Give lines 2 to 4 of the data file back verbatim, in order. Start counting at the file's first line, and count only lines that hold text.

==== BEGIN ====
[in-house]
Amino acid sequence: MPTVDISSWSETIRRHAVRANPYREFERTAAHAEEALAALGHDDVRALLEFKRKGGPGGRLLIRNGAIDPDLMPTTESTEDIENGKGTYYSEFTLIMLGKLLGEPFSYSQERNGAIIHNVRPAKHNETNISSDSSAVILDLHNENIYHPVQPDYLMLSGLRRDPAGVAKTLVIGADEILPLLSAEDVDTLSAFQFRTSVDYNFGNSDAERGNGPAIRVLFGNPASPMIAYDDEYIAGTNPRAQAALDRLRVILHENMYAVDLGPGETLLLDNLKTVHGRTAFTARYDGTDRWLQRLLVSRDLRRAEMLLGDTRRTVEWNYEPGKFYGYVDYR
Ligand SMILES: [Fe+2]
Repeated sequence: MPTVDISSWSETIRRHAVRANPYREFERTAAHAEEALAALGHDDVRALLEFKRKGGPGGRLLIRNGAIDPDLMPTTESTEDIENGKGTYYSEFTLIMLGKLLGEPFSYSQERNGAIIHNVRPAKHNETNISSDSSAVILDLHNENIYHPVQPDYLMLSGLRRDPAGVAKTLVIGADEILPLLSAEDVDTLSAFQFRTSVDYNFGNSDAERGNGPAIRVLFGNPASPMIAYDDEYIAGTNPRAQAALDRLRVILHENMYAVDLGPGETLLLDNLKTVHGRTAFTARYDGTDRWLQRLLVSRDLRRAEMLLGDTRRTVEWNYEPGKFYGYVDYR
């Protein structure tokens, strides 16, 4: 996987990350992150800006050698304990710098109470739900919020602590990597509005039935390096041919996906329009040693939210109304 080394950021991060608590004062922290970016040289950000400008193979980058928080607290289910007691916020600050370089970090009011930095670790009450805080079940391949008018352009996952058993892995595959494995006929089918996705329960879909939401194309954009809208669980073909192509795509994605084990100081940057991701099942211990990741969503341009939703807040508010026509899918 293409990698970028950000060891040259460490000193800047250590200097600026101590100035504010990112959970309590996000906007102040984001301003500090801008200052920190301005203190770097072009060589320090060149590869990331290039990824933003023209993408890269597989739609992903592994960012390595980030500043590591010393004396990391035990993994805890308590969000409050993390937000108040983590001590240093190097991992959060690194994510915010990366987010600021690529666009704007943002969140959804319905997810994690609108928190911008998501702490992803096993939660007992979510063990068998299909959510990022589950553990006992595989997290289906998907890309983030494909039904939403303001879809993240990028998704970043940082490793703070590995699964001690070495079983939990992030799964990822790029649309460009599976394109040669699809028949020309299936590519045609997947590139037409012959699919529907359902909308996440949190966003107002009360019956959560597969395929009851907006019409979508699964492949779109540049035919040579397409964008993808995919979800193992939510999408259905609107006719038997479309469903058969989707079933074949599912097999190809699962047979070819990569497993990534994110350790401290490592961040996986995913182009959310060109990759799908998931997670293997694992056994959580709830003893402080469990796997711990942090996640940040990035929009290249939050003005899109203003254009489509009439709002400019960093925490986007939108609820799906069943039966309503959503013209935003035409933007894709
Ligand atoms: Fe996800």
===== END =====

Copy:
Amino acid sequence: MPTVDISSWSETIRRHAVRANPYREFERTAAHAEEALAALGHDDVRALLEFKRKGGPGGRLLIRNGAIDPDLMPTTESTEDIENGKGTYYSEFTLIMLGKLLGEPFSYSQERNGAIIHNVRPAKHNETNISSDSSAVILDLHNENIYHPVQPDYLMLSGLRRDPAGVAKTLVIGADEILPLLSAEDVDTLSAFQFRTSVDYNFGNSDAERGNGPAIRVLFGNPASPMIAYDDEYIAGTNPRAQAALDRLRVILHENMYAVDLGPGETLLLDNLKTVHGRTAFTARYDGTDRWLQRLLVSRDLRRAEMLLGDTRRTVEWNYEPGKFYGYVDYR
Ligand SMILES: [Fe+2]
Repeated sequence: MPTVDISSWSETIRRHAVRANPYREFERTAAHAEEALAALGHDDVRALLEFKRKGGPGGRLLIRNGAIDPDLMPTTESTEDIENGKGTYYSEFTLIMLGKLLGEPFSYSQERNGAIIHNVRPAKHNETNISSDSSAVILDLHNENIYHPVQPDYLMLSGLRRDPAGVAKTLVIGADEILPLLSAEDVDTLSAFQFRTSVDYNFGNSDAERGNGPAIRVLFGNPASPMIAYDDEYIAGTNPRAQAALDRLRVILHENMYAVDLGPGETLLLDNLKTVHGRTAFTARYDGTDRWLQRLLVSRDLRRAEMLLGDTRRTVEWNYEPGKFYGYVDYR